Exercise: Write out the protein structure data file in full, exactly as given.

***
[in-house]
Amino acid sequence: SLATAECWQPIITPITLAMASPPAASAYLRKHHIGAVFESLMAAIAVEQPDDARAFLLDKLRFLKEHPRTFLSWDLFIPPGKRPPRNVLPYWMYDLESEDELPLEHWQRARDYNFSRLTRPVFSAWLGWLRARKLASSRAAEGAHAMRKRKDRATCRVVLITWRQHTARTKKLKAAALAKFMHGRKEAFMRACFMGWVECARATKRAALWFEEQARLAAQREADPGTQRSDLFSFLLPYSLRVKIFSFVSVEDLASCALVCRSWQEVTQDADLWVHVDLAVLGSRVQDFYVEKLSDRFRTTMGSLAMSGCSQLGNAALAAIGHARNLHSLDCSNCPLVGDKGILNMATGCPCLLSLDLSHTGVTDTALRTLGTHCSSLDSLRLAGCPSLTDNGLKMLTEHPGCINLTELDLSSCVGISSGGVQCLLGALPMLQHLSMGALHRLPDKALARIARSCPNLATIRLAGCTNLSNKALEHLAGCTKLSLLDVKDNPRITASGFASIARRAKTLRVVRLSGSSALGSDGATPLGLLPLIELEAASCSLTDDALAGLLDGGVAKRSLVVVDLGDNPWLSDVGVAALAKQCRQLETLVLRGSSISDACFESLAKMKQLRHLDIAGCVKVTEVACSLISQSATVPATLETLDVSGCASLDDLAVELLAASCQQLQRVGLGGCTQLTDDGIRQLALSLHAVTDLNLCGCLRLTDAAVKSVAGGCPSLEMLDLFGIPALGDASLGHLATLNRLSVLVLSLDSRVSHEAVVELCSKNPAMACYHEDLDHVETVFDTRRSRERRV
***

[in-house]
Amino acid sequence: SLATAECWQPIITPITLAMASPPAASAYLRKHHIGAVFESLMAAIAVEQPDDARAFLLDKLRFLKEHPRTFLSWDLFIPPGKRPPRNVLPYWMYDLESEDELPLEHWQRARDYNFSRLTRPVFSAWLGWLRARKLASSRAAEGAHAMRKRKDRATCRVVLITWRQHTARTKKLKAAALAKFMHGRKEAFMRACFMGWVECARATKRAALWFEEQARLAAQREADPGTQRSDLFSFLLPYSLRVKIFSFVSVEDLASCALVCRSWQEVTQDADLWVHVDLAVLGSRVQDFYVEKLSDRFRTTMGSLAMSGCSQLGNAALAAIGHARNLHSLDCSNCPLVGDKGILNMATGCPCLLSLDLSHTGVTDTALRTLGTHCSSLDSLRLAGCPSLTDNGLKMLTEHPGCINLTELDLSSCVGISSGGVQCLLGALPMLQHLSMGALHRLPDKALARIARSCPNLATIRLAGCTNLSNKALEHLAGCTKLSLLDVKDNPRITASGFASIARRAKTLRVVRLSGSSALGSDGATPLGLLPLIELEAASCSLTDDALAGLLDGGVAKRSLVVVDLGDNPWLSDVGVAALAKQCRQLETLVLRGSSISDACFESLAKMKQLRHLDIAGCVKVTEVACSLISQSATVPATLETLDVSGCASLDDLAVELLAASCQQLQRVGLGGCTQLTDDGIRQLALSLHAVTDLNLCGCLRLTDAAVKSVAGGCPSLEMLDLFGIPALGDASLGHLATLNRLSVLVLSLDSRVSHEAVVELCSKNPAMACYHEDLDHVETVFDTRRSRERRV